Cancel culture has called out historical injustices but it could threaten the most marginalized among us.
R Vaishno Bharati
With social movements finding an increasingly large base in the online public space, 'cancelling' individuals who have wronged a vulnerable person/group has become a common practice, particularly on social media platforms.
While ‘cancelling’ can be a radical, extra-judicial means for people who cannot access institutional justice to hold the powerful accountable, its self-righteous binarism risks being reduced to hate speech — appropriated by the marketized attention economy.
It is, therefore, essential to re-orient cancel culture to be mindful of the market forces that benefit from it while also ensuring that it accounts for context, intention, introspection, marginalized communities, and social movements.
The recent letter in Harper’s magazine, signed by JK Rowling, Noam Chomsky, Margaret Atwood, among others, has elicited much discussion, on the internet and outside it, about cancel culture. The letter, signed by more than 150 public figures, was published on the heels of a controversy surrounding author JK Rowling who faced widespread criticism on Twitter for her transphobic views. Responding in part to this criticism, although not explicitly so, the signatories of the Harper letter decried what they called the weakening of “norms of open debate and toleration of differences in favor of ideological conformity.” Yet others have criticized the Harper’s letter for equating criticism with threat to free speech, and not taking the power and privilege of the signatories into account.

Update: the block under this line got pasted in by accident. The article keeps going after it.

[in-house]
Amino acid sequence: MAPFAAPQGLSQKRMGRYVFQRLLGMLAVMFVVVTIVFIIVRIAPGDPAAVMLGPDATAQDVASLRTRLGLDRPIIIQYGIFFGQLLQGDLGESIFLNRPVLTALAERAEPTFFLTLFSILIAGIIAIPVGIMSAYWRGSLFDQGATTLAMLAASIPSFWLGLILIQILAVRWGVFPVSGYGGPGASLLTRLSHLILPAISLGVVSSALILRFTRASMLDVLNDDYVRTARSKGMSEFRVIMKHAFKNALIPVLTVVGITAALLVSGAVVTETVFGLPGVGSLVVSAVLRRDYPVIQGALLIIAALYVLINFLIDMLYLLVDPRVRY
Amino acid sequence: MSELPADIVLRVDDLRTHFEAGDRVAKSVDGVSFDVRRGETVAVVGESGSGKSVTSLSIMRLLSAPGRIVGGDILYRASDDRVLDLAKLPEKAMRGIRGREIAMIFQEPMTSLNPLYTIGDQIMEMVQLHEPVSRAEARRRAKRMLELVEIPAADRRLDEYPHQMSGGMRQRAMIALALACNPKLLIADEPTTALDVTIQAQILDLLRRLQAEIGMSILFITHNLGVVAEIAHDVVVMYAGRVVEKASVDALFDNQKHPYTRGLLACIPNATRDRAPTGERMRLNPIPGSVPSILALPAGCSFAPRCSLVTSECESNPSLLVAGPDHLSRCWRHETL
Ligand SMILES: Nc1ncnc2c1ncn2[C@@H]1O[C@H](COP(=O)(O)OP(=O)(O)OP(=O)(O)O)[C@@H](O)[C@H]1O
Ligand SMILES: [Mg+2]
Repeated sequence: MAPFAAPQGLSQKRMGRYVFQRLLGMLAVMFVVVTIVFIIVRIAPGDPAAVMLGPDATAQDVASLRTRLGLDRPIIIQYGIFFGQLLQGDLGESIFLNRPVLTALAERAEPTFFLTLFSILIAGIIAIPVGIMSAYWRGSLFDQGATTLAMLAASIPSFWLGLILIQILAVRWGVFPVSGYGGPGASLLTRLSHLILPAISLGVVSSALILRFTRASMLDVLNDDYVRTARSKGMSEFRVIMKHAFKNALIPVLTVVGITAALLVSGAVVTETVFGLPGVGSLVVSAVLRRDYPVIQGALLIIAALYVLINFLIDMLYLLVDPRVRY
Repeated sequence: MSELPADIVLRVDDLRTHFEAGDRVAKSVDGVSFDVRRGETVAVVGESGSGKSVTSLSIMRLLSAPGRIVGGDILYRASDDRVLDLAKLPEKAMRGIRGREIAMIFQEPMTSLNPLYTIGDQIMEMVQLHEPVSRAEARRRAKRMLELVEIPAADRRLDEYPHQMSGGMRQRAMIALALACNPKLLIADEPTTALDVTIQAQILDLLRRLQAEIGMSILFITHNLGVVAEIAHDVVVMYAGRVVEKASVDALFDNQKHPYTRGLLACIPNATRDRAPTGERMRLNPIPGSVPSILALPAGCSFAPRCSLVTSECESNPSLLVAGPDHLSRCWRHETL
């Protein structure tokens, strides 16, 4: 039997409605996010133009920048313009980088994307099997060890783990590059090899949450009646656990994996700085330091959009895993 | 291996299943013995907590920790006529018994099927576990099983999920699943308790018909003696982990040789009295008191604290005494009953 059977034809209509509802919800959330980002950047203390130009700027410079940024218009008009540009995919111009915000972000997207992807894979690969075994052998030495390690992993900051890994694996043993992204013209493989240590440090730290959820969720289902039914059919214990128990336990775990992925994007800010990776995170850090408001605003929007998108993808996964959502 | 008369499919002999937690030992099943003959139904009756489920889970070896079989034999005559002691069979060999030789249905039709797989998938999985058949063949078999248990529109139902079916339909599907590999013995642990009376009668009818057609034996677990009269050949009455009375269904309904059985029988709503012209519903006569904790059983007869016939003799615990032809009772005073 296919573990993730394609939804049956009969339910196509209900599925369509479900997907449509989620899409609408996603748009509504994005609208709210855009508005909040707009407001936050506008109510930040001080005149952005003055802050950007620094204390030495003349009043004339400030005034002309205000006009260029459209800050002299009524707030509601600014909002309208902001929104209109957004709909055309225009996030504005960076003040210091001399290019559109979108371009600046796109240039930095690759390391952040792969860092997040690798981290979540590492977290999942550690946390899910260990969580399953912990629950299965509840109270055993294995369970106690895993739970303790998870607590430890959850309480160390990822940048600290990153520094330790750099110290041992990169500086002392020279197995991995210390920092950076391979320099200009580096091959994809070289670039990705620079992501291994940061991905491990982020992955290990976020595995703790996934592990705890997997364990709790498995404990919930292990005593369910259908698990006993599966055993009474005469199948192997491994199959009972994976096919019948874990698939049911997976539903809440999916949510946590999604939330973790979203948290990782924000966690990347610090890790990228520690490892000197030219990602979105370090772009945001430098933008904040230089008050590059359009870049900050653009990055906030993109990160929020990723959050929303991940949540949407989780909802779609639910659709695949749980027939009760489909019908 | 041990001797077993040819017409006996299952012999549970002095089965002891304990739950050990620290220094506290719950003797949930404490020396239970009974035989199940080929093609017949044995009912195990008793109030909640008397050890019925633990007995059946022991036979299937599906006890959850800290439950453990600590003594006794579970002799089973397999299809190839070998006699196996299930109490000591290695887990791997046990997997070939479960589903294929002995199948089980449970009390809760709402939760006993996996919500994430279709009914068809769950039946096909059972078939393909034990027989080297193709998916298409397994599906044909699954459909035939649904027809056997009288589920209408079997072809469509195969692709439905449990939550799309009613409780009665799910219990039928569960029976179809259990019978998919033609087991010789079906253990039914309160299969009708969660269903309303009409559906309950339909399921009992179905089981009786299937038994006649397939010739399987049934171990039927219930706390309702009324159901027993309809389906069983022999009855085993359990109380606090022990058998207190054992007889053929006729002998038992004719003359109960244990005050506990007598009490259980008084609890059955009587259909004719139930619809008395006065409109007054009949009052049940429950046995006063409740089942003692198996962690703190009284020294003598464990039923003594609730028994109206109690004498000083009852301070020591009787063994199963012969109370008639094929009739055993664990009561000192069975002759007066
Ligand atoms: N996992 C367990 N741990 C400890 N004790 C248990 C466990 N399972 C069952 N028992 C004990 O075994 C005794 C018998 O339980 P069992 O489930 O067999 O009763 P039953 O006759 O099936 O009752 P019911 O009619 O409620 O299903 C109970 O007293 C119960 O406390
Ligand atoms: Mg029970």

These exchanges have, once again, raised many questions about cancel culture. But the debate has been split down the middle, approached from an either/or perspective. Those on one side of this debate have come to the defense of celebrities or public figures who, as the argument goes, are being unjustly silenced by the so-called ‘cancelers,’ eliding systemic discrimination, institutional privilege of the rich and powerful, and the debilitating effects of celebrity impunity on marginalized individuals and communities. Others have sided with the cancelers, ignoring the pernicious effects of cancel culture – the rampant trolling and hate speech and the non-celebrities affected by it. What much of this discourse ignores is the importance of context, intention, introspection, and the role of the market in determining whether or not cancellations are effective.
But first, what exactly is cancel culture?
In and of itself, the term ‘cancel’ is straightforward. You cancel a purchase when it isn’t needed anymore; a TV show is canceled if it has poor ratings. But on the internet, the term acquires new meaning and complexity. In this parlance, Merriam-Webster defines ‘canceling’ as the “removal of support for public figures in response to their objectionable behavior or opinions.” Cancel culture primarily exists in the online public sphere, particularly on social media platforms. The internet provides temporal and spatial fluidity to cancel culture since tweets, interviews, posts, etc. can be dug up, often from decades in the past, and used to cancel individuals through a process in which people across the world can collectively participate. The term ‘collectively’ is important to stress here because canceling something or someone is usually the result of a mass mobilization – if at least a sizable section of the internet stands behind it.
Cancel culture primarily exists in the online public sphere, particularly on social media platforms. The internet provides temporal and spatial fluidity to cancel culture since tweets, interviews, posts, etc. can be dug up, often from decades in the past, and used to ‘cancel’ individuals through a process in which people across the world can collectively participate.